from the pay-no-attention-to-the-TLA-behind-the-curtain dept.
The House of Representatives passed legislation Thursday that would extend a controversial government spying power known as "Section 702" for another six years—without new privacy safeguards that had been sought by civil liberties groups.
Debate over the legislation now shifts over to the Senate, where it faces a filibuster threat from both Sen. Ron Wyden (D-Ore.) and Sen. Rand Paul (R-Ky.).
"If this Section 702 bill comes to the Senate, I will filibuster it," Wyden wrote in a tweet shortly after the House bill passed.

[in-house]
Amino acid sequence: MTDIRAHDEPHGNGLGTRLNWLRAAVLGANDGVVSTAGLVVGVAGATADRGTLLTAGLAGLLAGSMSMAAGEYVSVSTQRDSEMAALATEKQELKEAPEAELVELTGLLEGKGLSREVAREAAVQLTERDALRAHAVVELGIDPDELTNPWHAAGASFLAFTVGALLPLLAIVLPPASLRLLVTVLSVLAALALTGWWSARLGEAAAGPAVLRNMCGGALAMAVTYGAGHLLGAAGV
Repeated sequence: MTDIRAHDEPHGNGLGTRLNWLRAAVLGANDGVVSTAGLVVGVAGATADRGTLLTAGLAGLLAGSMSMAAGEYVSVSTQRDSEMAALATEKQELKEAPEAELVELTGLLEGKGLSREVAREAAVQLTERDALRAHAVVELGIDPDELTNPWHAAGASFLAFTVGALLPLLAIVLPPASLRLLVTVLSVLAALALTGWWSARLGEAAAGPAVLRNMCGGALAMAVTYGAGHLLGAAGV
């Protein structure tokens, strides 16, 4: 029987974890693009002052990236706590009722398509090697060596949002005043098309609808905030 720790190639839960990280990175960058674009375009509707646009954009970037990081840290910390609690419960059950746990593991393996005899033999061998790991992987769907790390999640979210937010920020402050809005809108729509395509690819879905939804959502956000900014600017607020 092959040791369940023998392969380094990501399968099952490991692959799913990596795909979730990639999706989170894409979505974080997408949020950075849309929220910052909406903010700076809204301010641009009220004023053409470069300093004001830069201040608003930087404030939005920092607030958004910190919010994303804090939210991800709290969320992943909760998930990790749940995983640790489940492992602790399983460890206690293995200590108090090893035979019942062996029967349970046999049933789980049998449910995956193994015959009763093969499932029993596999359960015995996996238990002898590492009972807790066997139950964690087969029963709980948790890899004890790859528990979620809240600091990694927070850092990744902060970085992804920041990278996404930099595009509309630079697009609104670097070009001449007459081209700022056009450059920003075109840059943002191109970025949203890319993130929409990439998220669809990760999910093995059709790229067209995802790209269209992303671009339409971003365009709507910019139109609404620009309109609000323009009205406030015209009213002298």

Wyden opposes the legislation because he believes that it offers too few protections for Americans' privacy rights. The powers granted by Section 702 are only supposed to be used against foreigners on foreign soil. But an American's communications can get swept up in the NSA's surveillance dragnet if they communicate with people overseas. Privacy advocates have championed an amendment to impose new privacy safeguards on the use of Section 702. But it was voted down by the House on Thursday.
[...] There isn't much time for the Senate to act. Section 702 expires on January 19, a little more than a week away.